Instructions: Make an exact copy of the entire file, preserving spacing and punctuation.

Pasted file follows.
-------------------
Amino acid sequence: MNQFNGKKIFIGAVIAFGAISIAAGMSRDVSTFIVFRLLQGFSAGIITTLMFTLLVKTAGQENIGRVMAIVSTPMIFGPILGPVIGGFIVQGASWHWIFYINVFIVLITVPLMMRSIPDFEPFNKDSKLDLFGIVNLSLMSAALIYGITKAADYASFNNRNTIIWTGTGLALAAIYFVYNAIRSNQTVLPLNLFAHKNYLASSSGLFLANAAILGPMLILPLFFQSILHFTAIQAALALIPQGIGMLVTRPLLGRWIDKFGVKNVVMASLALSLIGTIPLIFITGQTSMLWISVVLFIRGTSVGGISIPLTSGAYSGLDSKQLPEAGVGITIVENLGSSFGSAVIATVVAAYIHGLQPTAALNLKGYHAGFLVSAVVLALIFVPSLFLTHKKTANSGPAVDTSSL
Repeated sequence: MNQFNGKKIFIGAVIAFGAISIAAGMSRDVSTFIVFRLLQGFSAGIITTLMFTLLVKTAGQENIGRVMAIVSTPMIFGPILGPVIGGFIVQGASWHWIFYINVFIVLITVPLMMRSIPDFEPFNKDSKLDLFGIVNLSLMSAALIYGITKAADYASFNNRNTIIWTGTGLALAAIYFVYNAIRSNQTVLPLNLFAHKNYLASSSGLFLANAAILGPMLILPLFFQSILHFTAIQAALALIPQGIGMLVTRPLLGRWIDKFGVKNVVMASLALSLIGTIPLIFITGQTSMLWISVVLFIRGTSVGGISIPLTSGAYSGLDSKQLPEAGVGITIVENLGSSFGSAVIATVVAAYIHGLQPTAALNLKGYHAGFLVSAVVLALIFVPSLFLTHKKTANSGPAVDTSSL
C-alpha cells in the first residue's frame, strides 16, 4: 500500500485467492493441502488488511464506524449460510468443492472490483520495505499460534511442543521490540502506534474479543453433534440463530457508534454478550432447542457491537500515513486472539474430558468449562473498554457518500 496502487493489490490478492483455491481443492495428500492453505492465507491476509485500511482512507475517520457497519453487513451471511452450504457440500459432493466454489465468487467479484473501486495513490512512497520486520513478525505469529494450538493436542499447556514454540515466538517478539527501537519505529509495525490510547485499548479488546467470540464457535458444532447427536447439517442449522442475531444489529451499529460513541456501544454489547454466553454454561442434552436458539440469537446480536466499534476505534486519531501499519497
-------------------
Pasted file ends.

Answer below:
Amino acid sequence: MNQFNGKKIFIGAVIAFGAISIAAGMSRDVSTFIVFRLLQGFSAGIITTLMFTLLVKTAGQENIGRVMAIVSTPMIFGPILGPVIGGFIVQGASWHWIFYINVFIVLITVPLMMRSIPDFEPFNKDSKLDLFGIVNLSLMSAALIYGITKAADYASFNNRNTIIWTGTGLALAAIYFVYNAIRSNQTVLPLNLFAHKNYLASSSGLFLANAAILGPMLILPLFFQSILHFTAIQAALALIPQGIGMLVTRPLLGRWIDKFGVKNVVMASLALSLIGTIPLIFITGQTSMLWISVVLFIRGTSVGGISIPLTSGAYSGLDSKQLPEAGVGITIVENLGSSFGSAVIATVVAAYIHGLQPTAALNLKGYHAGFLVSAVVLALIFVPSLFLTHKKTANSGPAVDTSSL
Repeated sequence: MNQFNGKKIFIGAVIAFGAISIAAGMSRDVSTFIVFRLLQGFSAGIITTLMFTLLVKTAGQENIGRVMAIVSTPMIFGPILGPVIGGFIVQGASWHWIFYINVFIVLITVPLMMRSIPDFEPFNKDSKLDLFGIVNLSLMSAALIYGITKAADYASFNNRNTIIWTGTGLALAAIYFVYNAIRSNQTVLPLNLFAHKNYLASSSGLFLANAAILGPMLILPLFFQSILHFTAIQAALALIPQGIGMLVTRPLLGRWIDKFGVKNVVMASLALSLIGTIPLIFITGQTSMLWISVVLFIRGTSVGGISIPLTSGAYSGLDSKQLPEAGVGITIVENLGSSFGSAVIATVVAAYIHGLQPTAALNLKGYHAGFLVSAVVLALIFVPSLFLTHKKTANSGPAVDTSSL
C-alpha cells in the first residue's frame, strides 16, 4: 500500500485467492493441502488488511464506524449460510468443492472490483520495505499460534511442543521490540502506534474479543453433534440463530457508534454478550432447542457491537500515513486472539474430558468449562473498554457518500 496502487493489490490478492483455491481443492495428500492453505492465507491476509485500511482512507475517520457497519453487513451471511452450504457440500459432493466454489465468487467479484473501486495513490512512497520486520513478525505469529494450538493436542499447556514454540515466538517478539527501537519505529509495525490510547485499548479488546467470540464457535458444532447427536447439517442449522442475531444489529451499529460513541456501544454489547454466553454454561442434552436458539440469537446480536466499534476505534486519531501499519497